Choosing the appropriate CMS
is an important stage in your web development project, and can often seem like a daunting task.
When should you choose a CMS versus building a customized solution for your business?
In general, there can be some obvious benefits to choosing an existing CMS or building a customized software solution. Typically price and convenience are the standout reasons for using an existing system, while flexibility, performance and ease of use are the ringing endorsements of custom software development. With these general points in mind, identify your website project: are you building an eCommerce platform, a custom web application, an interactive website, or a static informational website? For example: when building eCommerce websites, there are so many robust options available to use such as Magento, Nopcommerce, Shopify, etc.
An eCommerce CMS can have seemingly endless built-in features for processing transactions and in most cases it is much faster to use an existing CMS than reinvent the wheel.
If your website is a static informational website, it can also make sense to use a simple pre-built CMS such as WordPress or Tumblr as it is so quick and inexpensive to integrate, and will give you extreme ease of use when adding to or modifying your site.
Typically if more than 20% of your needs cannot be met with a pre-built CMS, it’s time to consider building a custom software solution. High performance websites and web applications often require custom solutions, as the pain of trying to customize and integrate an open source solution to properly meet your needs can result in a sub-par product, and end up costing more than simply building your own tailored system.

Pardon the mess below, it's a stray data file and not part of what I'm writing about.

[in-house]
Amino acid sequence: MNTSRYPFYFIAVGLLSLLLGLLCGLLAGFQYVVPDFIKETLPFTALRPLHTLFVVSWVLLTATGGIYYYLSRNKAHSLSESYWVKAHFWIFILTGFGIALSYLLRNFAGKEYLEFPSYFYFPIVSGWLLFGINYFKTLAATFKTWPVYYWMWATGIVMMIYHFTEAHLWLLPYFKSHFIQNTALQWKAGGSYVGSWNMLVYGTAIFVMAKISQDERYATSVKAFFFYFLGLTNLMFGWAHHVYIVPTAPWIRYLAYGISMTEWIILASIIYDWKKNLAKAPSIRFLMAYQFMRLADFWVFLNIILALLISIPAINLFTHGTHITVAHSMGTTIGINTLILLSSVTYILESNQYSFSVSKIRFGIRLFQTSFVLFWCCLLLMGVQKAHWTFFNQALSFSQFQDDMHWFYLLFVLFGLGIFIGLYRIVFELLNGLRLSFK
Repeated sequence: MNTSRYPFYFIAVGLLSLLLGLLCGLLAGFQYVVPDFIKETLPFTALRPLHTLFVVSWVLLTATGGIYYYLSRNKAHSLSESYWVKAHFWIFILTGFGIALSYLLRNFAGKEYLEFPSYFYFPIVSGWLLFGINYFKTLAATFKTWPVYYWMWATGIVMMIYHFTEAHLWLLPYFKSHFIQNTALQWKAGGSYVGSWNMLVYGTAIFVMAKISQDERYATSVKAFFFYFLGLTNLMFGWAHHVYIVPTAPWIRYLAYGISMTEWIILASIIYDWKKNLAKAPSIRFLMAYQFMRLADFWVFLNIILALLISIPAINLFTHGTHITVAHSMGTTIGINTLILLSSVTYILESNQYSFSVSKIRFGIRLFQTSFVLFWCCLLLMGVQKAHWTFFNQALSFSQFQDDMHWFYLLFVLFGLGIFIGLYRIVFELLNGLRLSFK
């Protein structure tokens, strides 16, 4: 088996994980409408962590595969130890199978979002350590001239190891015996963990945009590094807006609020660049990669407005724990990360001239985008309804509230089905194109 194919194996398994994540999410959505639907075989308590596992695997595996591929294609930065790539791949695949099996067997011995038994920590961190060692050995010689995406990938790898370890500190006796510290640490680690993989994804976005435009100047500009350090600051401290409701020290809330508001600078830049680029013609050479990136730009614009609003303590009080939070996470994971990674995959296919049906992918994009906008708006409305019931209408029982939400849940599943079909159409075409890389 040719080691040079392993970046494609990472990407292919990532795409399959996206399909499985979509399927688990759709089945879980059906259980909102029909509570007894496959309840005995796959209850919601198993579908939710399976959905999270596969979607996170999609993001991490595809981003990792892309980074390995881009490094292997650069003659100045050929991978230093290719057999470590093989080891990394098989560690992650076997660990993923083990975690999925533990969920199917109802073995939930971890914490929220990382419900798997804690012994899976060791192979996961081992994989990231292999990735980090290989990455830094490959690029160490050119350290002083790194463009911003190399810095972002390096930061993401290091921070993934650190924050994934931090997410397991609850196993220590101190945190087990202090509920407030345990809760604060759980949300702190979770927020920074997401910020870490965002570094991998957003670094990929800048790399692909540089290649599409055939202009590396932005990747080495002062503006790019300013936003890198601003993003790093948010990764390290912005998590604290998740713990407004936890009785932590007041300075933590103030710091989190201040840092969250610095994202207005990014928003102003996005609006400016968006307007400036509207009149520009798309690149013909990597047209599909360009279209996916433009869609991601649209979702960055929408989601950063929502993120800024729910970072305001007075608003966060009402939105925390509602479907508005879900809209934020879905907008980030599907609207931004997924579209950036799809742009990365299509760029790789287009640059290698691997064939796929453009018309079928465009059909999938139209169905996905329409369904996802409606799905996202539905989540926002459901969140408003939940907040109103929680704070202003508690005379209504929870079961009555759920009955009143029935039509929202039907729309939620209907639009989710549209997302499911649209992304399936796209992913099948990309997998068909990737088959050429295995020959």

Building a custom Content Management System specifically designed to fit your business’ unique needs and workflow gives you a Cadillac product, without any of the clutter that other CMS’ may contain. Custom-building software means the architecture will be built around your product and will be easier for developers to add to as your product changes or grows.
Conversely, when building a product where the web application is the larger part of the project, it can be best to build outside of the CMS environment entirely. For example: when building a large billing software program and your only goal of the CMS is to update text content on the website, it can be more trouble than it is worth to build the application within the CMS boundaries.
At the end of the day, the solution you choose will require custom web app development and design, and it’s important to discuss your options with your software development team to discern the best solution for your business.
By Mary MacPherson